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#BRISTAN BULLETIN: SHOWER SAVINGS

14th February 2019

As every housebuilder knows, when it comes to social housing, one of the key considerations is always going to be cost efficiency. One of the areas where efficiencies can most easily be increased is water usage. The amount of hot water used in a property is clearly reflected in energy bills, in fact, around 17 per cent of a gas heated household’s heating bill can be attributed to showers, baths and water from the hot tap.
As every housebuilder knows, when it comes to social housing, one of the key considerations is always going to be cost efficiency. One of the areas where efficiencies can most easily be increased is water usage. The amount of hot water used in a property is clearly reflected in energy bills, in fact, around 17 per cent of a gas heated household’s heating bill can be attributed to showers, baths and water from the hot tap.

By reducing the level of hot water used, savings can be passed onto the tenants, and if a water saving shower is installed, this can also help social housing providers comply with Part G of the Building Regulations.

At present, English social housing guidance has no requirement for a shower, which means many homes are built with a bath rather than a shower. Whilst there has been some debate as to whether showers are actually more water efficient than baths, research by Waterwise, the leading authority for water efficiency in the UK and Europe, has settled the discussion.

Whilst it is correct that a high-end power shower can technically use more water than a bath, this applies to only a small number of showers, and is contingent on the shower lasting over eight minutes. Furthermore, this comparison relies on the corresponding bath to be filled to the minimum level, which is not how most people tend to use their bath tubs. The reality is that an eight-minute wash in a standard shower uses 62 litres of hot water as opposed to an average bath’s 80 litres. And, a four-minute scrub in a water-efficient shower can use even less, potentially as little as 32 litres. This doesn’t have to impact on the user experience, many manufacturers offer efficient showers which can offer a strong flow of water, without the associated costs of a power-shower.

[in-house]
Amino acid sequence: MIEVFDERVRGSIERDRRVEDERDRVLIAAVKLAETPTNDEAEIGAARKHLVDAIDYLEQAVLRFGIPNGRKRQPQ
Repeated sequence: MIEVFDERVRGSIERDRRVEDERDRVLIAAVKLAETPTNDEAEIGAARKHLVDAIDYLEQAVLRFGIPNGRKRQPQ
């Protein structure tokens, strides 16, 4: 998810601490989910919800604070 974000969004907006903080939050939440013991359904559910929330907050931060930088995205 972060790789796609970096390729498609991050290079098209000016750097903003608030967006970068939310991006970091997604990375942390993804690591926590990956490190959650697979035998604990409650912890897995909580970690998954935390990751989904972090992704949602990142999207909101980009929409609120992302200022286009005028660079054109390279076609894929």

In Wales, social housing bathrooms must include a shower over the bath, and whilst this may not be the case in England, there’s a strong argument for looking beyond formal regulations to the many benefits of showers.

A good starting point is the electric shower. Rather than being fed from a hot water storage tank or boiler, an electric shower instantaneously heats up the cold mains water as it passes through the shower unit. This means they only heat the amount of water that is actually needed, so there is no wasted energy. This energy efficiency makes the electric shower ideal for green focussed social housing, and in conjunction with tenants watching their water bills, can ensure that only the most necessary amount of water is used.

Another good recommendation is a shower or tap with an optional flow regulator, which works by limiting the flow inside the connection.

Typically, most standard showers distribute a shower flow rate of 13.5 litres per minute, while flow regulated showers can offer a rate of 10 litres per minute respectively. Similarly, a standard basin tap running at mains pressure can easily deliver in excess of twelve litres per minute. In comparison, flow regulated basin taps can limit flow rate to as little as two litres per minute. And although these options can translate to significant water savings over the year, the difference in the product performance is barely noticeable.

Although there may be no specific regulations for English social housing to include showers, there are many reasons why adding them to homes is a positive move. By choosing the right model of shower, this needn’t be expensive, and can offer utility savings to tenants, and green credentials to social housing managers.

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A picture of an electric shower

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A photo of an electric shower